So getting back to that investment piece. We’ve identified that between now and 2025, in order to bring the grades up to a B—and B just going back to it is good, it’s adequate for now; it might not be fantastic for the future, but it’s good—so bringing our grades up to a B would require us to invest $4.6 trillion. We’re currently only spending roughly $2.6 trillion. So there very much is an investment gap that we’re not realizing. And that needs to be invested. Otherwise, it hurts us on a daily basis, whether there’s communities that frequently, they’re on boil water or they don’t have water because there’s been a water main break. There’s recurring power outages. You get a flat tire because of the potholes on your road. You have to spend more money to maintain your car. Or you’re stuck in traffic. So that impacts us on a daily basis. But it also hurts our economy. If we don’t invest that additional $2 trillion, it will cost our economy $3.9 trillion. So double. It’s critically important for us on an individual basis, but also for the United States as a global economy.

Smedley:
Well, I had mentioned in the first segment, every time we don’t do something, it costs us as a homeowner, costs us as a business, it costs us personally. And that’s what you’re saying. So is it time? Because maybe we say we don’t have the taxpayer money, because that’s when we start talking about politics here. Do we need to start going after public-private partnerships? Do we need to go into the funding in a different way? Do we need to go into private funding? Is that what we need to do to get us over the hump, because as you say we’re at that $2.6 trillion, or do we need to keep going to get us over that?

Swallow:
That’s a great question and some good solutions. Public-private partnerships are definitely one piece of the puzzle, but ultimately to get there, you mentioned taxes; but ultimately, it’s user fees. We pay for our drinking water. We pay for our wastewater system. We pay freight costs on, whether when we buy our groceries at the store, there’s freight built in to the cost of moving that lettuce. We pay a gas tax. But that’s actually a user fee. Right. That tax is paying to use the road. And so, that’s ultimately where we will have to get. How do we raise those user fees in a manner that can help us maintain our system and build a system for tomorrow?

Public-private partnerships are a great way to leverage those user fees, but if there’s no money there, the private equity doesn’t frequently come unless they know that there’s something to offset their investment.

Smedley:
So when we look at this, and we talk about it, we then now have to figure out what’s failing? Because we’re never going to be able to be able to fix all of it. How are we going to use technology? We talk about the Internet of Things. And I know that you know that cities are never going to be able to do all of it. They’re going to have to do it in pieces.

How are we going to apply technology to help these communities to invest in the areas that they need to because sometimes they don’t have the personnel? They don’t have the resources. And if you’re going to put taxes and fees like that in smaller areas, how are we going to apply technology to help us get there?

Swallow:
I like to think that our communities can do it, it’s just going to take some time, because it took us some time to get here, so it’s going to take us time to dig out of this hole and technology is a key part of that. There’s so many different ways technology is impacting construction and the infrastructure process today. You could start with the better survey data that we can get today using LIDAR, where we understand better what the conditions are on our facilities. And then, you can put that into the 3D computer-aided design system. So 3D CAD, where you can actually accurately map, because we have the new LIDAR, you’re accurately mapping where all the infrastructure is, so you’re better able to know where it is, reduce the risk when you actually go into construction, make better decisions on what and how you might build a new facility, and/or simply maintain the facility.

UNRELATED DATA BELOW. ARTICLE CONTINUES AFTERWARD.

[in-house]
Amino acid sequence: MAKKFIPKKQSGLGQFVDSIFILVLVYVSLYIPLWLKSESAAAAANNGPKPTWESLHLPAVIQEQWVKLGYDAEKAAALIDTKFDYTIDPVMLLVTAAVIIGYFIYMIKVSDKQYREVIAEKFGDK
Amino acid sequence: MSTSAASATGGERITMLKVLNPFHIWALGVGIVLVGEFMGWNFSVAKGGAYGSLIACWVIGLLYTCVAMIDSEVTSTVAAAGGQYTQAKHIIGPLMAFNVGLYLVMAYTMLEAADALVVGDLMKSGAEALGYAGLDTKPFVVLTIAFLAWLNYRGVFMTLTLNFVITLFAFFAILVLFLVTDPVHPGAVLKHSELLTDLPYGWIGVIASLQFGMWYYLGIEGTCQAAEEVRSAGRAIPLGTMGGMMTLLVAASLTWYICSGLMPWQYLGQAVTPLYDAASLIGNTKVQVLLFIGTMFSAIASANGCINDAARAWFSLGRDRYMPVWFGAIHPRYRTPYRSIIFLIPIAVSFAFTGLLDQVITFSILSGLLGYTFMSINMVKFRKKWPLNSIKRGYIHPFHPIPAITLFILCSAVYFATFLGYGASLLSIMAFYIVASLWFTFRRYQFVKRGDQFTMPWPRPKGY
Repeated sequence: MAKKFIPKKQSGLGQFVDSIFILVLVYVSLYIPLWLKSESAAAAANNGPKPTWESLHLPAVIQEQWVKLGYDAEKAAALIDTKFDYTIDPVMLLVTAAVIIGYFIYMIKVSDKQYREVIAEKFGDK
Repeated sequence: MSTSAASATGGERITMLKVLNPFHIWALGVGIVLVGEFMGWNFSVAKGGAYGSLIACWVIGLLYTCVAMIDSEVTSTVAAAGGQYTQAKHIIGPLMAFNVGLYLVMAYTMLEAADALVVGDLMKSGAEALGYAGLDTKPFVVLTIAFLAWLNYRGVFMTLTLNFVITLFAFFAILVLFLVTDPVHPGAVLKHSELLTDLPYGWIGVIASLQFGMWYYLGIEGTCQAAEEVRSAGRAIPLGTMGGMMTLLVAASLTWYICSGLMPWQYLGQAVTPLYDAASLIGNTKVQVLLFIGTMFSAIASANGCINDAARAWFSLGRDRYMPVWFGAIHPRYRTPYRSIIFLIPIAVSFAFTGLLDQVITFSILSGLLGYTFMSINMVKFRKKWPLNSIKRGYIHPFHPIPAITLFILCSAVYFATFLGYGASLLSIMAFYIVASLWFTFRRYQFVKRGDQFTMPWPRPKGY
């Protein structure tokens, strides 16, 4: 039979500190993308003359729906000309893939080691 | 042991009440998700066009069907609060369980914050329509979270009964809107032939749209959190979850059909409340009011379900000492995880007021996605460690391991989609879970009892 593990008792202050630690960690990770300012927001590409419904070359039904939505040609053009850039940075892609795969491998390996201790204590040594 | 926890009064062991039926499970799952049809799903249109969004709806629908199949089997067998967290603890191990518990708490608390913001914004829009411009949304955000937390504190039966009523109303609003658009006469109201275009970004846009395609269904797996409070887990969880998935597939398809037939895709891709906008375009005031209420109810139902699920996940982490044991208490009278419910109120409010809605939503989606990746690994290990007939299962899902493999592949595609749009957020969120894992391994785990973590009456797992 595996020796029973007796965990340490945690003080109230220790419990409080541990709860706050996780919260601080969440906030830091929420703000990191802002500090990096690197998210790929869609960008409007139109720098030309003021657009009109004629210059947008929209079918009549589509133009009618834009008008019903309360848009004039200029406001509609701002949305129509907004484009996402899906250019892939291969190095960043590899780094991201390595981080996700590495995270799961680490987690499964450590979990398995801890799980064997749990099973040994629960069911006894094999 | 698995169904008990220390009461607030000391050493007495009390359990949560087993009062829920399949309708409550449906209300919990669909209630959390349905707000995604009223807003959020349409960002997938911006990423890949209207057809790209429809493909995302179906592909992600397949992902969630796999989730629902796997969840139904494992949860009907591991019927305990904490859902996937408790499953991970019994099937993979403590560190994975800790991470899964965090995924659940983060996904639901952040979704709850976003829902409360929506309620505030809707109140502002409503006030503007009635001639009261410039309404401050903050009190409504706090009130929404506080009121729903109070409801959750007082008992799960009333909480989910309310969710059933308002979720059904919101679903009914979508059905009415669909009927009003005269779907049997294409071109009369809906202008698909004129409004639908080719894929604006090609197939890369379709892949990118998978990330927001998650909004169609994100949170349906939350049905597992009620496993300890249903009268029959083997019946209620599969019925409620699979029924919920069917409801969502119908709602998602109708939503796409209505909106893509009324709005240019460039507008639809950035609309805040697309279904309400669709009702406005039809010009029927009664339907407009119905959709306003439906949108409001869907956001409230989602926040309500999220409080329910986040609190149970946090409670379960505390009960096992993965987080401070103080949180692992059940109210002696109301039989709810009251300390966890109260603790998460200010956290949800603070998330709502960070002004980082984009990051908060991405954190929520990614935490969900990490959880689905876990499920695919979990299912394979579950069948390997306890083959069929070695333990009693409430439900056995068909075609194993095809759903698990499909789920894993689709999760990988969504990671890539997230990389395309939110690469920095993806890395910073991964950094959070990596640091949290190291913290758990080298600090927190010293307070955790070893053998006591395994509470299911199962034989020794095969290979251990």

Technology is enabling us to do asset management from inside our pipes, so we know specifically which piece, which segment of the pipe might need additional work, as opposed to having to look at, well this entire line was built in 1940, so we need to work on it. We can actually go in and say, “This is the piece that’s failing today. The piece next to it is starting to show signs of wear and tear, so we need to do a minor repair there.” That minor repair can help save us tons of money long term, if you’re able to fix before it becomes a problem.

So, technology is helping in that regard. It’s also helping us when you start to look at new projects are being built with integral sensors that are helping us understand, again, the integrity of the project, the integrity of that piece of infrastructure on an ongoing basis so that we can again, get in there and maintain it before it actually becomes a significant problem.

And then drones. Drones have been a fantastic way to help us monitor our bridges, for instance. They get better data and they have less of an impact on the traveling public than if you have to go out and monitor it with people.

Smedley:
Talk a little bit about that. Because one of the challenges we have right now is the staffing. The skilled labor to be able to look at LIDAR, to be able to fly the drones, to be within these construction companies or be able to help with the communities to be able to fix these things. So we say right now, technology can play a role, but we have to have the skilled labor that can actually help us achieve the goals that we have. How are we going to do that? Because we know in the construction world right now, we’re looking at, what, a 2.3 million job shortage. And everybody wants to go work at Uber, Google, Amazon, you name it, because that’s all sexy jobs right now. But we really need construction workers. We need people to go out there, what you just said, to look at these things where we need to fix them and get these jobs done and get these projects done.